In 2012, in one of his last posts before he was locked up, Saudi blogger Raif Badawi quoted Albert Camus: “The only way to deal with an unfree world is to become so absolutely free that your very existence is an act of rebellion.”
Badawi, a brave man standing up against tyrants, was convicted of criticizing the Commission for the Promotion of Virtue and Prevention of Vice, Saudi Arabia’s powerful religious police, and sentenced to 10 years in prison and 1,000 lashes.
His wife, Ensaf Haidar, fled to Canada with their children, where she has continued to speak out against Saudi human rights violations. She became a citizen this Canada Day, and celebrated by calling on Doug Ford to ban the niqab.
While other countries held their tongues, Canada has repeatedly spoken up for Raif Badawi. When he was flogged in 2015, then-foreign affairs minister John Baird tweeted a call for clemency. After the government in Canada changed, the Liberal government continued to push, privately and publicly, for the Saudis to show Badawi mercy.
But the country’s erratic and violent clown prince, Mohammed bin Salman, has left Badawi in prison for six years. The Saudis also locked up Badawi’s lawyer, Waleed Abulkhair, and this summer, Raif’s sister, Samar Badawi, who bravely campaigned for Saudi women to have the right to drive.
READ MORE: It’s time for Canada to take the next step against Saudi Arabia
Two weeks ago, the Canadian embassy in Saudi Arabia tweeted a call for the immediate release of Samar Badawi and other activists.
Bin Salman was so enraged by this tweet that he sent our ambassador home, shut down flights to Canada and ordered thousands of students out of our universities.
After that, John Baird was quick to speak up—for Saudi Arabia.
Baird, who is pursuing business interests with the repressive kingdom, took to the Saudi airwaves to attack his country for speaking up for the Badawis.
I don’t know how he sleeps at night. When he was foreign minister, he was an outspoken advocate for gay rights. Saudi Arabia is one of the worst countries in the world for LGBTQ citizens. Baird closed our embassy in Iran, complaining loudly about that country’s terrible human rights record. Now he is speaking up for a country with a worse human rights record.
Baird was not alone. Former foreign minister Peter MacKay and Colin Robertson, a respected former diplomat, gave interviews suggesting that Foreign Minister Chrystia Freeland was wrong to have tweeted, as if this was some embarrassing gaffe, like using the wrong fork at a diplomatic dinner.
Conservative leader Andrew Scheer has said not a single word about any of this. His foreign affairs critic, Erin O’Toole, has been mildly critical, suggesting that the Liberals could have avoided the Saudi temper tantrum if they had worked harder.
It has been a study in the way Canada’s conservative foreign policy establishment—with links to the free-spending arms industry—is able to nudge the national conversation away from one question—should we keep selling armoured personnel carriers to the homicidal Saudi maniacs?—to another—were the Liberals really wise to anger our Saudi friends?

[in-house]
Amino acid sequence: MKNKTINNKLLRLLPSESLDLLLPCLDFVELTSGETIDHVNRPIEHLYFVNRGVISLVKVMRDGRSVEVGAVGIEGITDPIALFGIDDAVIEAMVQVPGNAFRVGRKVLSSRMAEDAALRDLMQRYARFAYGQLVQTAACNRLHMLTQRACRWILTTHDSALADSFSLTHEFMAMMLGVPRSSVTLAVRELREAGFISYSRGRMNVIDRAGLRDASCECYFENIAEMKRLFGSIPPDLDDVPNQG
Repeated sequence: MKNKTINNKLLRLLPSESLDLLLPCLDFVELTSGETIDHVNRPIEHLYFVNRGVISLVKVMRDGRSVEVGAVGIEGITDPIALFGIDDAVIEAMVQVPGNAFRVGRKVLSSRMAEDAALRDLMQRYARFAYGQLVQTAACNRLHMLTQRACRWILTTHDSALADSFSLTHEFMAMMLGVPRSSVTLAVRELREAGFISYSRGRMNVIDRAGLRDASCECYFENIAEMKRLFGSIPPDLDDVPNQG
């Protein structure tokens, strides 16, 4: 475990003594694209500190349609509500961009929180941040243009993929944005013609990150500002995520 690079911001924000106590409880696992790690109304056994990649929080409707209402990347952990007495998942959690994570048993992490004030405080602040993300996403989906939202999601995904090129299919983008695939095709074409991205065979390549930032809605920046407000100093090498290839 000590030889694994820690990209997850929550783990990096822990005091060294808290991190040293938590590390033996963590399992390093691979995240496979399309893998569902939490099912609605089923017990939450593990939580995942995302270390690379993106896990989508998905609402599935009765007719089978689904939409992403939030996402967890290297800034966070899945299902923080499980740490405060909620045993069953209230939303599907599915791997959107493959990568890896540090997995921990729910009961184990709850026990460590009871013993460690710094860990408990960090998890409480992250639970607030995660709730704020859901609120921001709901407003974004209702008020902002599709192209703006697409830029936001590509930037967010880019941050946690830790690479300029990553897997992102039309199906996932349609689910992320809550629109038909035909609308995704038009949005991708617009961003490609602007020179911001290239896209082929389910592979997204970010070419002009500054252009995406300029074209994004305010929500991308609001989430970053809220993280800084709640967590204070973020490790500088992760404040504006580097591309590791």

Several columnists—John Ibbitson and John Ivison—joined the chorus, agreeing that Canada’s intervention on the behalf of the Badawis was regrettably naive.
The consensus of Canada’s foreign policy establishment seems to be that we should not mess with the House of Saud because, hey guys, there’s a lot of money on the table.
Jagmeet Singh, the as-yet unimpressive NDP leader, had the opportunity to draw attention to our arms sales to the Saudis, but instead foolishly called for us to stop buying Saudi oil, earning a dressing down from Alberta Premier Rachel Notley.
This has all been painful to watch, not just because none of these finger-wagging know-it-alls seems to have thought hard enough about the example of the Badawis—who are imprisoned for their principles—but also because they are serving the interests of the Saudi scumbags who are trying to make Justin Trudeau’s government pay a political price for speaking up for human rights.
Badawi’s lawyer, former Liberal justice minister Irwin Cotler, who has spent decades advocating for political prisoners around the world—including Jacobo Timerman, Nathan Sharansky and Nelson Mandela—thinks Trudeau’s critics should leave this file alone.
“Partisan politics should not intrude itself when you’re dealing with the fate of political prisoners, because you always have to keep the welfare of political prisoners foremost in your mind. And that should be a matter of common cause, because the appearance of being divided on a matter of principle, what you’re doing is undermining the political prisoner themself and that’s something you shouldn’t do.”
For that reason, the Conservatives would be wise to handle this carefully when the House resumes next month. It’s not like Trudeau hasn’t given them enough other targets to shoot at.
MORE ABOUT SAUDI ARABIA:
- The Trudeau government is losing its human rights battle with the Saudis—and missing a huge opportunity
- ‘The Saudis suck on human rights.’ How the world sees Saudi Arabia.
- Trudeau says Canada will stand firm in diplomatic battle with Saudi Arabia